Essential Architecture- New England

Art & Architecture Building, Yale U.


Paul Rudolph


New Haven, CT




Brutalist  Corbusian


ribbed, bush-hammered, concrete


  a: distant view, photo 1971, J. Nicholais (Drexel U.). and b: close angle, photo 1982, M. Brack.
  c: close view, photo 1971, J. Nicholais (Drexel U.) and entrance, photo 1971, M. Clausen.
  d exterior detail, photo 1971, J. Nicholais (Drexel U.).
  e: exterior surfaces, photo 1971, J. Nicholais (Drexel U.).
  f: interior, photo 1971, J. Nicholais (Drexel U.).
The Yale Art and Architecture Building is one of the best known examples of Brutalist Architecture in the United States.

Designed by architect Paul Rudolph and completed in 1963, the complex building contains over thirty floor levels in its seven stories. The building is made of ribbed, bush-hammered, concrete. When the architecture building first opened, it was praised widely by critics and academics, and received several prestigious awards, including the Award of Honor by the American Institute of Architects. As time went by the reaction to the building became more negative. A large fire in 1969 caused extensive damage and during the repairs, many changes were made to Rudolph's original design. Some have claimed that the fire was the result of arson committed by a disgruntled student, but this charge has remained unproven.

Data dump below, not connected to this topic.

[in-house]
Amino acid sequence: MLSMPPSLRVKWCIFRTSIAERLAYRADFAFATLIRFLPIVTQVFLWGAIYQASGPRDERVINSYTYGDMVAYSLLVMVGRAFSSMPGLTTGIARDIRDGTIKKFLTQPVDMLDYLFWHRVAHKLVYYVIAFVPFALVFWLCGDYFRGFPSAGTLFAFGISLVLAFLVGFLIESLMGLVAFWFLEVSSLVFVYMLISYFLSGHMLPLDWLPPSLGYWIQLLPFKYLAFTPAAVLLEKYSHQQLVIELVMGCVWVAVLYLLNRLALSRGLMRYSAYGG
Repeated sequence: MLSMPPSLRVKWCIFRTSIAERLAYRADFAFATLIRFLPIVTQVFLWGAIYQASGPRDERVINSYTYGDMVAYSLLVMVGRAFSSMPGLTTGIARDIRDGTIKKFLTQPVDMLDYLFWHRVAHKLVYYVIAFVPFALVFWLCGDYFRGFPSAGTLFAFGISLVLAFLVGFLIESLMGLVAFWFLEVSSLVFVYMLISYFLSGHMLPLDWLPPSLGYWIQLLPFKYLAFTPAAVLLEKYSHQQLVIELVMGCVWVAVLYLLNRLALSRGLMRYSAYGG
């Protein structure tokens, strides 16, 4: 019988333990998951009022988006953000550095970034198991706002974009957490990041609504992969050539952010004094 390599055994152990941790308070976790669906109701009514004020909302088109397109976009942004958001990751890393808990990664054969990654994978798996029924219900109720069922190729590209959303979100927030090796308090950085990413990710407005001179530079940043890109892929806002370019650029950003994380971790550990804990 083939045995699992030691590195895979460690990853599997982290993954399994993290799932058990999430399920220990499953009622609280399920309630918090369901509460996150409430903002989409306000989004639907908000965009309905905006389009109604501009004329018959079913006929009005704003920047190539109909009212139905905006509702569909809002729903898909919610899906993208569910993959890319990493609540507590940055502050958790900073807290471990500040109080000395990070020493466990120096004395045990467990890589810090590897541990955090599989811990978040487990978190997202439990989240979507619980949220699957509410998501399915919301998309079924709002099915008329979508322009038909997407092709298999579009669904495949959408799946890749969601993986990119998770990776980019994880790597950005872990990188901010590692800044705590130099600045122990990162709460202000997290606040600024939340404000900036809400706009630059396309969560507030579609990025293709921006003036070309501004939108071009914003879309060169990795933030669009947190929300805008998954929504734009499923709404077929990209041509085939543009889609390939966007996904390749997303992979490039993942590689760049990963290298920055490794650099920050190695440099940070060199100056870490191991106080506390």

In more recent years there has been an increased appreciation of the structure. The School of Art moved out to its own structure and the edifice is undergoing an addition and renovation with the intent of restoring it to the design originally envisioned by Rudolph.

This commission was given to Gwathmey, Siegel, and Associate Architects, of which Charles Gwathmey is a Yale Alumnus. Previous renovation schemes have been commissioned by Skidmore, Owings and Merrill, Richard Meier, and Beyer Blinder Belle.

The renewed structure will restore the rooftop penthouse, a dismantled student lounge, and previously destroyed bridges and will be adjoined to a new Art History department.

Society of Architectural Historians

Special thanks to the Society of Architectural Historians
for some of the images on this page (copyright SAH).